Whirling Round the Sun
In her opening poem, "Ear Training for Poets," Suzanne Noguere asks what a poet—or anyone—should listen for in life. Her answer becomes a credo on body, nature, language, love, and mortality, introducing the themes of this book.
She writes movingly of our life as human beings—from the bewilderment of youth to the recognitions of middle age—but in the heart of this first collection her poems probe beneath the self to our very essence as corporeal beings and then beyond the self to nature. She captures the wild energy, beauty, and ferocity of the Amazon rain forest in a sonnet and explores in a long historical poem the tragic parallels between the American elm and the Iroquois. Here, as elsewhere in her work, the question she seeks to answer is: what is to be valued?
With five illustrations by artist David Wander
"I had never heard of Midmarch Arts Press until Suzanne Noguere’s extraordinarily fine debut volume appeared. Whirling Round the Sun reminds me more than a little of the work of Elizabeth Bishop and May Swenson—brilliantly polished poems that simultaneously move and delight. Noguere is a poet to watch."
—Dana Gioia, "The Year’s Best Poetry," Ink/New Times Book Supplement
"Whirling Round the Sun contains a number of sonnets which I regard as already settled into the permanent anthology: 'Pervigilium Veneris,' 'The Scribes,' the title poem, and 'With their heads.' It also contains one of the most remarkable poems in pure syllabics that I know of, 'Hands.'"
"Noguere’s nuance yields subtle but breathtaking results... That exploration leads inevitably to a series of love poems in the fourth section, irresistible for its range and inventiveness."
—H. L. Hix, Ploughshares
"[Noguere’s work] has the clarity of Millay as well as her strong attachment to the subject at hand. Without those... poetry is hardly worth reading. Whirling Round the Sun is worth reading; if you have a mind to, substantial portions of it are worth memorizing as treasures not to be left at home. Do yourself a favor; find Suzanne Noguere’s book. When you’re done with it, lend it to a friend."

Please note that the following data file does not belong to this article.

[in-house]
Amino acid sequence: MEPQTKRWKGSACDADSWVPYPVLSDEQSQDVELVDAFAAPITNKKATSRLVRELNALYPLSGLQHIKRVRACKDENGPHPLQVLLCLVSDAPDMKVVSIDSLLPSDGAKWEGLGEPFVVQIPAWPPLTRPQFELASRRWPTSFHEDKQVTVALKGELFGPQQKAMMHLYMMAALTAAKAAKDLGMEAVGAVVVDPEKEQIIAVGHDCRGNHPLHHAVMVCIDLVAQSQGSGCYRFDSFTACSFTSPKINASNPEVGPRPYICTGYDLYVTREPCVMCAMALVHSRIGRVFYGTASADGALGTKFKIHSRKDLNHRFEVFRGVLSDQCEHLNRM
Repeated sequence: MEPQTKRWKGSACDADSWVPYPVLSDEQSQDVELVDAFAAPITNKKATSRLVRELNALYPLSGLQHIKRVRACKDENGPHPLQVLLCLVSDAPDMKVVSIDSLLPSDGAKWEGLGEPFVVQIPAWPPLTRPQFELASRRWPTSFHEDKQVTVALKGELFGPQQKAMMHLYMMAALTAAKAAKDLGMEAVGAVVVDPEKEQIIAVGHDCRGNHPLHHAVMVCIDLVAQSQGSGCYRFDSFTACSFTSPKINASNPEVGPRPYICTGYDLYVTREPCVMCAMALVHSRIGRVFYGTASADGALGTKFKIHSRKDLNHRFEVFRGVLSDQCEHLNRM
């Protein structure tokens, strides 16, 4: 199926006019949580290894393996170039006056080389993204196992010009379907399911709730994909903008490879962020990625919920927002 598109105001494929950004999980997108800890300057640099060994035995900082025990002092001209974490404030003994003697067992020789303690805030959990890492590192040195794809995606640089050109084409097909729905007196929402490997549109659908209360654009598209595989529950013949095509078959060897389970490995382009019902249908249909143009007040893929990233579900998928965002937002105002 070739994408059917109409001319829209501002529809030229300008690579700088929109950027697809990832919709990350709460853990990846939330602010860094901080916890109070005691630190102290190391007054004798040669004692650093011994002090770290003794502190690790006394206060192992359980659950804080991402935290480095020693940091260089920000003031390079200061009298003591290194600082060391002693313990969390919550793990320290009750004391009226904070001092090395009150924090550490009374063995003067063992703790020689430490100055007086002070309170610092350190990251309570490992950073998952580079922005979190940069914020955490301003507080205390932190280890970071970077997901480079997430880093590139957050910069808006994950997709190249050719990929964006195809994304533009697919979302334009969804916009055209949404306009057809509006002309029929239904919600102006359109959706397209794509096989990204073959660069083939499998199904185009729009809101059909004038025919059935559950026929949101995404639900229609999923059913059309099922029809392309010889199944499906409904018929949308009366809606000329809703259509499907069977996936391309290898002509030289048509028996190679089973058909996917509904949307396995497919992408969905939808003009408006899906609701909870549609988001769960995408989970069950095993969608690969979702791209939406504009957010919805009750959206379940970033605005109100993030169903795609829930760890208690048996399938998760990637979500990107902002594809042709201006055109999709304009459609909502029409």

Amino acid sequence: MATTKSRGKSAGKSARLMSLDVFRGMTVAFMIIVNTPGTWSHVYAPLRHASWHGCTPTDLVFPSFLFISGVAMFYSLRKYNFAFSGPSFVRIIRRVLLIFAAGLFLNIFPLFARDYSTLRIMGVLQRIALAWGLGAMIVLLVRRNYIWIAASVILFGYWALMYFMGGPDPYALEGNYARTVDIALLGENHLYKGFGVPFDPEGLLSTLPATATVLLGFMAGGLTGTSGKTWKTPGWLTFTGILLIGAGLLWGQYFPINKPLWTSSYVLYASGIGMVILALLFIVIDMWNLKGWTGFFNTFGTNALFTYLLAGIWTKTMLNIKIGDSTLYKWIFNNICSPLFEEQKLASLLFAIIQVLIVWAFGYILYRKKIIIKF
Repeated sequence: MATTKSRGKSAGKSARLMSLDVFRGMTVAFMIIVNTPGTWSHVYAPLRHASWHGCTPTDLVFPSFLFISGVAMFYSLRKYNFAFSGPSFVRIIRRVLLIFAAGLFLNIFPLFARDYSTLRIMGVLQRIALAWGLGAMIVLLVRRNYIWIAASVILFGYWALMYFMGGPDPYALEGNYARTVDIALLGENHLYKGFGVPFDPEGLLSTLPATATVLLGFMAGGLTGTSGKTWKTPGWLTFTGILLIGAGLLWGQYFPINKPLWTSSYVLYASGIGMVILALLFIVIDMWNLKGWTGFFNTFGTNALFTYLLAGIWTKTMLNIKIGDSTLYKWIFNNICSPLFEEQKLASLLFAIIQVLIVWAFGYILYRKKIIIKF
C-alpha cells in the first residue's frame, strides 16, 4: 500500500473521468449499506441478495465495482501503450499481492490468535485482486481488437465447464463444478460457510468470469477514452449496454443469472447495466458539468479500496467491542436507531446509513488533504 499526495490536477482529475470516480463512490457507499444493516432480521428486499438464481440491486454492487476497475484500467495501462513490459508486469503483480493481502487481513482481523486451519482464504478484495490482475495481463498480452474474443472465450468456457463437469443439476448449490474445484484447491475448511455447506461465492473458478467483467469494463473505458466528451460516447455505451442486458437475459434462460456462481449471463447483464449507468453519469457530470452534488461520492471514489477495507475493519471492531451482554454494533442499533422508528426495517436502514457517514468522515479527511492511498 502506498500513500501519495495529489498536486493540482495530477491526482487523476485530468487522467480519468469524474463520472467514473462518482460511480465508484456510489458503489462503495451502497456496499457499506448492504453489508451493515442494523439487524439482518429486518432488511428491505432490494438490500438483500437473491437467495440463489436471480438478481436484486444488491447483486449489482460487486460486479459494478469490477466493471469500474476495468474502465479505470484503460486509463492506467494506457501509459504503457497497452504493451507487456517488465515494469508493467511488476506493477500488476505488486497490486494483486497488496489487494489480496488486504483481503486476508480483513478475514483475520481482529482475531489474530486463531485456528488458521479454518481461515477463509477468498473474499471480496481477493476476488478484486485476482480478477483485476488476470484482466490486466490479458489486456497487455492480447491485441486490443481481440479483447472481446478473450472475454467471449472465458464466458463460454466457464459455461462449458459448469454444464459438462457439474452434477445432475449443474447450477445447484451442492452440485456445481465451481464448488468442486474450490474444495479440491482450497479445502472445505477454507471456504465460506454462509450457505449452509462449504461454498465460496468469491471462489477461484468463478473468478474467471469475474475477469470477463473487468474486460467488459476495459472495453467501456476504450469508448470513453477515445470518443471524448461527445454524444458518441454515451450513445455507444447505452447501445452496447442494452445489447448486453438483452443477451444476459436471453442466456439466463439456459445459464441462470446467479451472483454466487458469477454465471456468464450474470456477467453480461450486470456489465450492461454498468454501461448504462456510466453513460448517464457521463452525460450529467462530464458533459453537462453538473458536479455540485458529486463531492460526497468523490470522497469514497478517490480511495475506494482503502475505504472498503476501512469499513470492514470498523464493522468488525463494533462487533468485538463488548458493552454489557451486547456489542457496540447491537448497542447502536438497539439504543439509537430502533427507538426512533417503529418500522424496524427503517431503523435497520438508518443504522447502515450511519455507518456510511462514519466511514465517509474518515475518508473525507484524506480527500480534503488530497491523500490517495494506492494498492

—Arthur Mortensen, Expansive Poetry & Music Online Review
"Suzanne Noguere writes a poetry of discrimination. By finding exact points of comparison, her precise eye preserves the line between her own poetic inventions and what she observes. This scrupulousness is part of her appealing honesty and self-restraint... [Her poems] are all marked by her considerate understanding of the difference between the ego and the world. This is a brilliantly observed, deeply felt book."
"Noguere here gathers the work of 20 years into a collection remarkably consistent in theme, voice, and style. She is a celebrant, at times an ecstatic, as in the title poem, of the experience of life—perception, memory, and mystery... At her best she is capable of empathetic incantations like 'Horse Chestnut' or 'Self-Portrait.' As a poet speaking to poets, she displays extraordinary profundity and wit; she has the capacity to listen for 'How nature governs and what wisdom is.' For most poetry collections."
—Graham Christian, Library Journal